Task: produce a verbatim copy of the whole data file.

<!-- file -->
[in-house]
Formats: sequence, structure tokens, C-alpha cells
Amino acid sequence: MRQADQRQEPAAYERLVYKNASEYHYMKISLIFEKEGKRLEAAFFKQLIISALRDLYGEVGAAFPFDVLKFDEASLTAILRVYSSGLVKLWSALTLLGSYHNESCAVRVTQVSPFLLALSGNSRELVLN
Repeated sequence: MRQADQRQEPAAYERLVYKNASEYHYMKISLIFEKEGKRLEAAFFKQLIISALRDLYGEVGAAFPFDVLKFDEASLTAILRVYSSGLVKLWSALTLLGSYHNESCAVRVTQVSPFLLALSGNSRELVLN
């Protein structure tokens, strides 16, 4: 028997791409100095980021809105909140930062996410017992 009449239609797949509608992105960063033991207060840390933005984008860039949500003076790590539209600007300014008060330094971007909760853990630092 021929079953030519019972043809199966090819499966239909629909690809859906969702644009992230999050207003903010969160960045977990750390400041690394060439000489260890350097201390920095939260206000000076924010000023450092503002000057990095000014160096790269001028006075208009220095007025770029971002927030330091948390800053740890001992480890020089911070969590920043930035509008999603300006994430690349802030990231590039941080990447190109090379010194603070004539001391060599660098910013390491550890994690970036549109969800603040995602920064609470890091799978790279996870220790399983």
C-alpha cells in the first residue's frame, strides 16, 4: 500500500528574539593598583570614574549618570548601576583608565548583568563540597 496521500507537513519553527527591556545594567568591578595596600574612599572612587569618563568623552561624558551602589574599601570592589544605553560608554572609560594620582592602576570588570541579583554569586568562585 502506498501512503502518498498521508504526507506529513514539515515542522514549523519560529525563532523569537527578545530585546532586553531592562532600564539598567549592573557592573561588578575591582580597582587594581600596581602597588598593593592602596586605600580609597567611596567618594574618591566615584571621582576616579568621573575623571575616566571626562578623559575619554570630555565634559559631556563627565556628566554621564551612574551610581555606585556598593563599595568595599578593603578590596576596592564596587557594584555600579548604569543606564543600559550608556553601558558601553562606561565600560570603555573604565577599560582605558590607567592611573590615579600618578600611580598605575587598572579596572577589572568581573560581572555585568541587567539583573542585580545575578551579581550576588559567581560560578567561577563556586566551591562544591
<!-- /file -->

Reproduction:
[in-house]
Formats: sequence, structure tokens, C-alpha cells
Amino acid sequence: MRQADQRQEPAAYERLVYKNASEYHYMKISLIFEKEGKRLEAAFFKQLIISALRDLYGEVGAAFPFDVLKFDEASLTAILRVYSSGLVKLWSALTLLGSYHNESCAVRVTQVSPFLLALSGNSRELVLN
Repeated sequence: MRQADQRQEPAAYERLVYKNASEYHYMKISLIFEKEGKRLEAAFFKQLIISALRDLYGEVGAAFPFDVLKFDEASLTAILRVYSSGLVKLWSALTLLGSYHNESCAVRVTQVSPFLLALSGNSRELVLN
């Protein structure tokens, strides 16, 4: 028997791409100095980021809105909140930062996410017992 009449239609797949509608992105960063033991207060840390933005984008860039949500003076790590539209600007300014008060330094971007909760853990630092 021929079953030519019972043809199966090819499966239909629909690809859906969702644009992230999050207003903010969160960045977990750390400041690394060439000489260890350097201390920095939260206000000076924010000023450092503002000057990095000014160096790269001028006075208009220095007025770029971002927030330091948390800053740890001992480890020089911070969590920043930035509008999603300006994430690349802030990231590039941080990447190109090379010194603070004539001391060599660098910013390491550890994690970036549109969800603040995602920064609470890091799978790279996870220790399983």
C-alpha cells in the first residue's frame, strides 16, 4: 500500500528574539593598583570614574549618570548601576583608565548583568563540597 496521500507537513519553527527591556545594567568591578595596600574612599572612587569618563568623552561624558551602589574599601570592589544605553560608554572609560594620582592602576570588570541579583554569586568562585 502506498501512503502518498498521508504526507506529513514539515515542522514549523519560529525563532523569537527578545530585546532586553531592562532600564539598567549592573557592573561588578575591582580597582587594581600596581602597588598593593592602596586605600580609597567611596567618594574618591566615584571621582576616579568621573575623571575616566571626562578623559575619554570630555565634559559631556563627565556628566554621564551612574551610581555606585556598593563599595568595599578593603578590596576596592564596587557594584555600579548604569543606564543600559550608556553601558558601553562606561565600560570603555573604565577599560582605558590607567592611573590615579600618578600611580598605575587598572579596572577589572568581573560581572555585568541587567539583573542585580545575578551579581550576588559567581560560578567561577563556586566551591562544591